1885 - 1916
CPL David Wallace Crawford
1887 - 1916
Lce-Corpl John Joseph Nickle
1894 - 1916
Pte 17911 Morton Neill
1897 - 1916
Lieut Edward Stanley Ashcroft
1883 - 1918
L/Cpl 29753 William Adams
- Age: 23
- From: Liverpool
- Regiment: The King's (Liverpool Regiment) 19th Btn
- K.I.A Monday 9th April 1917
- Commemorated at: Arras Memorial
Panel Ref: Bay 3
William Adams jnr was born in 1893, the first child of William snr, a keg maker, and Elizabeth Adams, of 8 Markham Street, just off Mill Street in Toxteth. Young William was baptised at St Gabriel's church in Beaufort Street on 2nd of July 1893.
William's younger brother, John, was born on 12th March 1898.
At the time Britain went to war, 4th August 1914, William was working in a clerical position at Booth Steamship Company which was then based at 14 Castle Street. John was probably a school leaver that summer, and may have started work with Booth too.
William and John both enlisted on 12th June 1915, joining the 22nd battalion of the Kings (Liverpool) Regiment, based at Knowsley Hall - this was the training formation for the 19th and 20th battalions. They were allocated service numbers 29753 (William) and 29792 (John). It seems likely that the brothers were part of a group enlisting together, possibly all colleagues from Booth, their service numbers would suggest a group of at least 40.
Minimum enlistment age was meant to be 18, and 19 for armed service overseas, and John, at 17 years and 3 months, was under age. His mother, Elizabeth, travelled to the camp at Knowsley Hall in an attempt to get him released, without success.
On 15th December 1915 William and John were posted to France, joining the 19th battalion (which had moved there on 7th November) at Fonquevillers/La Haie, and moving to Carnoy on the southern edge of the Somme battle front in early January 1916. During this period they would have learned of the death of their father, William on 21st December 1915, aged 46, followed by that of their sister Martha on 28th January 1916, aged 20.
The brothers remained with the 19th battalion through 1916, and probably took part in the attack at Guillemot on 30th July. On 4th February 1917 the 19th battalion, along with the 17th and 20th moved into the line at Agny on the Arras front.
The First Battle of the Scarpe, part of the Arras campaign, opened on Easter Monday, 9th April 1917. The 19th and 20th battalions moved forward just after 3pm, up a slight rise and into a shallow dip in the ground. They were facing another rise, the German front line was on the reverse slope, invisible from the British front line. William, now a Lance Corporal, and John were advancing together when there was an explosion, probably a shell; William was killed. He is remembered on the Arras memorial, grave reference MR0020, in the Roll of Honour in Liverpool Cathedral, and on the family grave in Toxteth Cemetery.
The preliminary artillery bombardment, being unable to see the German front line, had mistakenly targetted a support trench in the rear. The two battalions found the German barbed wire defenses to be intact, and were unable to either advance further, or to retreat. They sought whatever shelter they could find and waited for darkness. It was close to midnight when they were finally able to withdraw to safety. The four Liverpool pals battalions had 126 men, including William, killed on 9th April alone, and probably another 400 or so wounded.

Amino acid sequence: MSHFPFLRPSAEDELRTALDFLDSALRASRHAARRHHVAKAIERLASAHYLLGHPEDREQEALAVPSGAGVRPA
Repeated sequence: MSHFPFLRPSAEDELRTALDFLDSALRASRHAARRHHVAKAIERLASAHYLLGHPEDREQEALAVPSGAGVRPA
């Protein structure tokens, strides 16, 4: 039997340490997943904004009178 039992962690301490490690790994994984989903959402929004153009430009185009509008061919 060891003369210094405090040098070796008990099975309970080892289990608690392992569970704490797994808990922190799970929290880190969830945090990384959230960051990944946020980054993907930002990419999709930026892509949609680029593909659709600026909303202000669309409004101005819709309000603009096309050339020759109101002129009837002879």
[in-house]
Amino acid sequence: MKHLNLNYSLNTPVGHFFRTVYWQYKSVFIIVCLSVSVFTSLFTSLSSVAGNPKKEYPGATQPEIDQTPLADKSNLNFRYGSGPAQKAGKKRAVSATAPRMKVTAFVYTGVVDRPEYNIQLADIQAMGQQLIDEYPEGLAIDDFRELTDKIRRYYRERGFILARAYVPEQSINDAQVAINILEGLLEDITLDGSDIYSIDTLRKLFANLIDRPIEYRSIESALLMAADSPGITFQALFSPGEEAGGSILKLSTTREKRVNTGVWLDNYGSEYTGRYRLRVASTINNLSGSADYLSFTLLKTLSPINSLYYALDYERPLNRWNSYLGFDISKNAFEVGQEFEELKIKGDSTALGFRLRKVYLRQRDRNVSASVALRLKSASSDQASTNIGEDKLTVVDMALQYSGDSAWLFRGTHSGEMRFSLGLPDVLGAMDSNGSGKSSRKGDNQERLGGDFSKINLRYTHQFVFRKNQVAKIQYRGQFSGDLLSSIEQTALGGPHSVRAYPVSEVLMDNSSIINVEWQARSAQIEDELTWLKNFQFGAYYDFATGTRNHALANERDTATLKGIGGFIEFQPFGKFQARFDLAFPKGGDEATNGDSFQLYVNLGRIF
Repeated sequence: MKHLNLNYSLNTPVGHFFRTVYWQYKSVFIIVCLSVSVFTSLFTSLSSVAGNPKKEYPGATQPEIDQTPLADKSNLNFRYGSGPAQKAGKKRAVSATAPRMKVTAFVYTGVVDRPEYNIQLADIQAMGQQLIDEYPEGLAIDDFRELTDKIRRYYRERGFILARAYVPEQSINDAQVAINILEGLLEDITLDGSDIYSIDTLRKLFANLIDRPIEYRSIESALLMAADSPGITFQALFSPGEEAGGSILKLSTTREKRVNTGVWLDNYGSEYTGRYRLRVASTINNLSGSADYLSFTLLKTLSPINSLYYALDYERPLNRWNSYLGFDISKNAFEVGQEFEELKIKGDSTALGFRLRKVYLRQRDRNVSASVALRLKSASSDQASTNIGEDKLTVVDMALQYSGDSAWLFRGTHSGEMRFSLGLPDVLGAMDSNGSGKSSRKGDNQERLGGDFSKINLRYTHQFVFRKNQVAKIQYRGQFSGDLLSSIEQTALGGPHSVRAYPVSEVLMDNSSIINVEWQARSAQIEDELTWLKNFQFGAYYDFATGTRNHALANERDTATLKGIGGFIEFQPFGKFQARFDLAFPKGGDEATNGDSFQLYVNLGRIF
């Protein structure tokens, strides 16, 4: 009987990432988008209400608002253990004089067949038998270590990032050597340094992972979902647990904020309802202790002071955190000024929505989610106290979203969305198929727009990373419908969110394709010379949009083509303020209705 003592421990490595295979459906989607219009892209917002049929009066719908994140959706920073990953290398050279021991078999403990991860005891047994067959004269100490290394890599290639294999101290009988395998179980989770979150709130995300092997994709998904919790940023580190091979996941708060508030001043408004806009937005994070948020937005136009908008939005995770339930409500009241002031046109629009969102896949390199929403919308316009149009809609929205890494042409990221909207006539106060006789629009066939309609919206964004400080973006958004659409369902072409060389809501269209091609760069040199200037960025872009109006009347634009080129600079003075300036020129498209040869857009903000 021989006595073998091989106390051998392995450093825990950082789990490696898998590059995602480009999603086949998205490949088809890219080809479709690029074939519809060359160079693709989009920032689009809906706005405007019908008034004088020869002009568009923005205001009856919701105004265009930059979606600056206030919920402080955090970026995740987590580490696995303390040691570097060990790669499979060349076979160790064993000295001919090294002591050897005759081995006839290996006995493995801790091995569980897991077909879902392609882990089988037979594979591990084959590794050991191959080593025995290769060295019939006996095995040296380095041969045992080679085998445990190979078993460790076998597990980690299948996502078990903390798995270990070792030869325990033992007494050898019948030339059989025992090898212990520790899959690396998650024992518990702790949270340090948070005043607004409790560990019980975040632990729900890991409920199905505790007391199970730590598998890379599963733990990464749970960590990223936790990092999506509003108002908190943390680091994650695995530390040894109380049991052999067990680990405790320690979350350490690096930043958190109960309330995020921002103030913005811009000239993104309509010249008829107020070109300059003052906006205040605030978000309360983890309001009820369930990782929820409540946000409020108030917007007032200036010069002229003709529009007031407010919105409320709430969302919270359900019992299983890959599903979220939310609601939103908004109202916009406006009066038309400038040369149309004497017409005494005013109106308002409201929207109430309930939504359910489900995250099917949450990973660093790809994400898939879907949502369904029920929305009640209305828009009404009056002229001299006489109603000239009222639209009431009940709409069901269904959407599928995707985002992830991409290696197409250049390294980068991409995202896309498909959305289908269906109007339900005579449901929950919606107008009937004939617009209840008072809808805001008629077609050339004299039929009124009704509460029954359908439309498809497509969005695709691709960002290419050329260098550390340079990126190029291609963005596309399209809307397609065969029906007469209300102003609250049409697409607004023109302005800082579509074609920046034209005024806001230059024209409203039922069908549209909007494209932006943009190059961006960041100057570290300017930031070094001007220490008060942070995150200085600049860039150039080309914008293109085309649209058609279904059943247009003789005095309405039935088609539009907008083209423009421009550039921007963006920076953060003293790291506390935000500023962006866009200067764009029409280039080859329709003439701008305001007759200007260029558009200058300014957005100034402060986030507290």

The German spring offensive of 1918 was an attempt to end the war while they still had the strength for a major offensive, and before he Americans arrived in overwhelming numbers. The plan was to smash through the lightly-held 5th Army front, drive a wedge between the British and French armies, and sweep to the Channel coast, cutting the allied armies' lines of supply. This, they believed, would force the British and Americans to sue for peace.
The Liverpool pals were in reserve in the Southern part of the line, opposite St Quentin. John was still with the 19th battalion, in the 2nd platoon of 'A' company. The German offensive opened on 21st March 1918, overunning British forward positions, including the crossroads village of Roupy, just west of St Quentin. The arriving 19th that evening was tasked with the recovery of the village.
The 19th battalion moved in to Roupy in the early hours of 22nd, and by dawn were entrenched and awaiting the inevitable counter-attack. The fighting went on throughout the day, with the 19th battalion, out if reach of any relief, gradually being worn down. The encircled survivors finally fought their way out of the last redoubt in the early evening; John was not amongst them and was posted as missing on 22nd March 1918.
John was subsequently found to be a prisoner of war in the Lechfeld concentration camp in Bavaria. His injuries were such that the German doctors had been forced to amputate his leg. John later praised the care he had recieved from his captors, who had treated him, he said, as well as they treated their own.
John returned to England and was awarded silver war badge number 224959. He was discharged from the army on 2nd June 1919. Back in Liverpool, he worked in the Cunard Building (whence Booths had moved following its completion in 1917) as a liftman for many years. He married and had a son and three daughters. John died on 22nd October 1962 (aged 64). He is buried in a family grave in Toxteth Cemetery, Smithdown Road.